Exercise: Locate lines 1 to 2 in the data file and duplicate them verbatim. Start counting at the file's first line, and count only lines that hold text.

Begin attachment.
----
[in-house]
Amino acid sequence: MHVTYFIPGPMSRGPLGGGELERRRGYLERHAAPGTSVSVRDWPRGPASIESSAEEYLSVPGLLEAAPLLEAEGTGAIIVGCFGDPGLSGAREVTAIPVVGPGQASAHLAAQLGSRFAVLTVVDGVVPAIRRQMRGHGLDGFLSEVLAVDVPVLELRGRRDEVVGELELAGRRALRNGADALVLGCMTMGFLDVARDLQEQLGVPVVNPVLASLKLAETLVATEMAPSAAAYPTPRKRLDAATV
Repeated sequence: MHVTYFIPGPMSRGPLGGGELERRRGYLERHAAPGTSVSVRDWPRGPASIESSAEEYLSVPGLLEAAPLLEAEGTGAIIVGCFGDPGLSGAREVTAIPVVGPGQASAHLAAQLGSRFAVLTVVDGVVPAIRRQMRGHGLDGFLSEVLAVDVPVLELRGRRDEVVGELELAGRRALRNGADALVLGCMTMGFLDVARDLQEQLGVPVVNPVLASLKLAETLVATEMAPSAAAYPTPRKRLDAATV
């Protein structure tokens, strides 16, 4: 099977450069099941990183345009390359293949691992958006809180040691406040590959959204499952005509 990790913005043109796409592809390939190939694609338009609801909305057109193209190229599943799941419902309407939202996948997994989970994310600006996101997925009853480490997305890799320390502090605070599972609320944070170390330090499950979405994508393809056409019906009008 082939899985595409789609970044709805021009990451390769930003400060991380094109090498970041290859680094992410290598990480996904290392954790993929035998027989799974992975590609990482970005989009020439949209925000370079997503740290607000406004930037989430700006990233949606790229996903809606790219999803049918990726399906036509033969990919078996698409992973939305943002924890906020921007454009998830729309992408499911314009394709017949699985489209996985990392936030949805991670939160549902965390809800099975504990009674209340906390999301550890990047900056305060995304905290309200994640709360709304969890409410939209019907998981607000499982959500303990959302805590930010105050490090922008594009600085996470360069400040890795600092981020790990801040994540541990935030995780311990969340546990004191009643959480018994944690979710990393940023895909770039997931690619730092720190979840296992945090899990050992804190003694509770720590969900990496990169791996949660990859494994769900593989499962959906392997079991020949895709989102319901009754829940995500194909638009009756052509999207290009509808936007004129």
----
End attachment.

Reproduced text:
[in-house]
Amino acid sequence: MHVTYFIPGPMSRGPLGGGELERRRGYLERHAAPGTSVSVRDWPRGPASIESSAEEYLSVPGLLEAAPLLEAEGTGAIIVGCFGDPGLSGAREVTAIPVVGPGQASAHLAAQLGSRFAVLTVVDGVVPAIRRQMRGHGLDGFLSEVLAVDVPVLELRGRRDEVVGELELAGRRALRNGADALVLGCMTMGFLDVARDLQEQLGVPVVNPVLASLKLAETLVATEMAPSAAAYPTPRKRLDAATV